Multifamily Investing Showdown: Suburban vs. Urban Markets
Location is always essential when choosing to invest in multifamily real estate, and that means knowing whether to choose properties in suburban or urban areas. Both options have pros and cons, and knowing how to compare the two can help you make the right moves for your portfolio.
Urban Multifamily Investments
Multifamily real estate properties in urban areas have the benefit of being located close to available jobs, schools, and amenities. These markets tend to be densely populated and may have lots of options for real estate investment. Urban markets can often be considered primary markets, or those with a population of 5 million or more. The vast size of the cities, along with the job opportunities and other amenities, can make them more desirable for residents.
Pro: Rental Demand
The demand for housing in urban markets tends to be greater due to the increased population in big cities. People moving to the city for school, job opportunities, or simply a different way of life are in need of housing, and the dense makeup of these areas means they may be more likely to move to an apartment instead of buying a home. The diverse pool of potential tenants provides unique opportunities for multifamily real estate investors, who can be more discerning when selecting residents for their properties.
Pro: Rent Potential
The cost of living tends to be higher in urban communities, and that includes rents. Investors looking to charge the market rate for units in their buildings can command more per month than they might in a suburban location, which means the potential for greater cash flow in the long run. Investing in a building or complex that’s close to public transportation and within walking distance to schools and shopping centers can command even more in monthly rents, so it’s important to identify key locations within an urban area to maximize profits and cash flow for your investment.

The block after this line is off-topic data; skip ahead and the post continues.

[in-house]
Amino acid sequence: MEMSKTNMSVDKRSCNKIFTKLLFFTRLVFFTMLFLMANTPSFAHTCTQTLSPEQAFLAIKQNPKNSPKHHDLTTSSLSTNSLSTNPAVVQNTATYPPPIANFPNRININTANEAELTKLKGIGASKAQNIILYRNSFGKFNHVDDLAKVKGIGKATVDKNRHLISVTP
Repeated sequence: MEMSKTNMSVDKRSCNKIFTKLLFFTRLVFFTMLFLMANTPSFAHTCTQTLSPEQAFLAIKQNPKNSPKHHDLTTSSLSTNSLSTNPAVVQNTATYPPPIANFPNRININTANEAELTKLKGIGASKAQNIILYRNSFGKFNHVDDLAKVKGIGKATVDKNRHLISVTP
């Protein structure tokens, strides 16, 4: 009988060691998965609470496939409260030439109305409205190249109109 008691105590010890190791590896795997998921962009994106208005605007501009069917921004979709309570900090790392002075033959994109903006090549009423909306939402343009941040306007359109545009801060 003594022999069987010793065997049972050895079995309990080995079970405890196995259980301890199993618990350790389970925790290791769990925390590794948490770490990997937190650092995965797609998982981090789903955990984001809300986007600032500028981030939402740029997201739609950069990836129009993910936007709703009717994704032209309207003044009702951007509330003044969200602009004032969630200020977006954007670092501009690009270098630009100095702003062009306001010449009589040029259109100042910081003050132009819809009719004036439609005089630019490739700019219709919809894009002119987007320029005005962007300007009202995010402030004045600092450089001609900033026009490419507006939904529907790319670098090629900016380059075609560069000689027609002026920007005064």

Con: Higher Purchase Prices
One of the reasons apartments in urban areas command higher rents is the higher purchase price for properties. Investors may find multifamily properties to be more expensive than in the suburbs, and the cost increases closer to city centers. Competition between multiple potential investors in the city can also drive up the cost of real estate. This means you may spend a considerable amount more for an asset near shopping districts, train stations, and other amenities renters find desirable when looking for a new residence. HIgher purchase prices can also impact the potential for profitability with lower profit margins.
Con: City Codes and Zoning Ordinances
Cities tend to have more housing codes and zoning ordinances for landlords to abide by. For example, codes in the City of Chicago state landlords must give tenants living in an apartment for 3 years or more 120 days notice in the event of a rent increase, and tenants living in an apartment for under 3 years must be notified 60 days in advance. This creates an extra obstacle for landlords and property managers trying to maintain a property’s profitability. Zoning ordinances can cause problems when investors are ready to renovate, expand, or even tear down an existing structure to build a new development. Suburban and rural markets may not have the same challenges.